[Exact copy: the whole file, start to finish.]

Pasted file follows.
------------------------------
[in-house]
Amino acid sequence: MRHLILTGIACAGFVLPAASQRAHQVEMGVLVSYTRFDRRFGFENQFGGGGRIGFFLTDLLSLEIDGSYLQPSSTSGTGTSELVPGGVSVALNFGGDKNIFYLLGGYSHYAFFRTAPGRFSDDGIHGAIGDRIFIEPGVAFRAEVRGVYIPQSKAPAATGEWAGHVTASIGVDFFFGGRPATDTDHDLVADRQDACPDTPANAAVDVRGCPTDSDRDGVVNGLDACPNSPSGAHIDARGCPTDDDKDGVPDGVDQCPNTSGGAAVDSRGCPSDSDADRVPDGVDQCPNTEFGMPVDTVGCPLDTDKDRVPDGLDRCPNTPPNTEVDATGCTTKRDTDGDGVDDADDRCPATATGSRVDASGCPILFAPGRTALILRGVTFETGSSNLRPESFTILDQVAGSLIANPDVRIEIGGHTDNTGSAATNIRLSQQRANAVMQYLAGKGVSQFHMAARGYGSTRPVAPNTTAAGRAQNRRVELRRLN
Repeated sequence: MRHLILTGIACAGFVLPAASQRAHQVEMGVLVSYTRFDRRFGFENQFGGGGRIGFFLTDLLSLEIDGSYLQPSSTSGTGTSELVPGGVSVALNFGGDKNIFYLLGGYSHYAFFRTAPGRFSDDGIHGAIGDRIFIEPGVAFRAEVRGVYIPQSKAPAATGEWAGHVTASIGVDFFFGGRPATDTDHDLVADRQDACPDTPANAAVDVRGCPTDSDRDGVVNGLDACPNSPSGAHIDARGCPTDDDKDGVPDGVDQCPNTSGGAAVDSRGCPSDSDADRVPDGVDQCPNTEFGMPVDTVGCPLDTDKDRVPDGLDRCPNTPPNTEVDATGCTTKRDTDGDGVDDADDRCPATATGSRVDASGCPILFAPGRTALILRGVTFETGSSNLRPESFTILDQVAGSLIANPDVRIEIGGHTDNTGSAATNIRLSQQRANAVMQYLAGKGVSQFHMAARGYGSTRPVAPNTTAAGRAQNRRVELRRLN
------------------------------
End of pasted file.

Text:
[in-house]
Amino acid sequence: MRHLILTGIACAGFVLPAASQRAHQVEMGVLVSYTRFDRRFGFENQFGGGGRIGFFLTDLLSLEIDGSYLQPSSTSGTGTSELVPGGVSVALNFGGDKNIFYLLGGYSHYAFFRTAPGRFSDDGIHGAIGDRIFIEPGVAFRAEVRGVYIPQSKAPAATGEWAGHVTASIGVDFFFGGRPATDTDHDLVADRQDACPDTPANAAVDVRGCPTDSDRDGVVNGLDACPNSPSGAHIDARGCPTDDDKDGVPDGVDQCPNTSGGAAVDSRGCPSDSDADRVPDGVDQCPNTEFGMPVDTVGCPLDTDKDRVPDGLDRCPNTPPNTEVDATGCTTKRDTDGDGVDDADDRCPATATGSRVDASGCPILFAPGRTALILRGVTFETGSSNLRPESFTILDQVAGSLIANPDVRIEIGGHTDNTGSAATNIRLSQQRANAVMQYLAGKGVSQFHMAARGYGSTRPVAPNTTAAGRAQNRRVELRRLN
Repeated sequence: MRHLILTGIACAGFVLPAASQRAHQVEMGVLVSYTRFDRRFGFENQFGGGGRIGFFLTDLLSLEIDGSYLQPSSTSGTGTSELVPGGVSVALNFGGDKNIFYLLGGYSHYAFFRTAPGRFSDDGIHGAIGDRIFIEPGVAFRAEVRGVYIPQSKAPAATGEWAGHVTASIGVDFFFGGRPATDTDHDLVADRQDACPDTPANAAVDVRGCPTDSDRDGVVNGLDACPNSPSGAHIDARGCPTDDDKDGVPDGVDQCPNTSGGAAVDSRGCPSDSDADRVPDGVDQCPNTEFGMPVDTVGCPLDTDKDRVPDGLDRCPNTPPNTEVDATGCTTKRDTDGDGVDDADDRCPATATGSRVDASGCPILFAPGRTALILRGVTFETGSSNLRPESFTILDQVAGSLIANPDVRIEIGGHTDNTGSAATNIRLSQQRANAVMQYLAGKGVSQFHMAARGYGSTRPVAPNTTAAGRAQNRRVELRRLN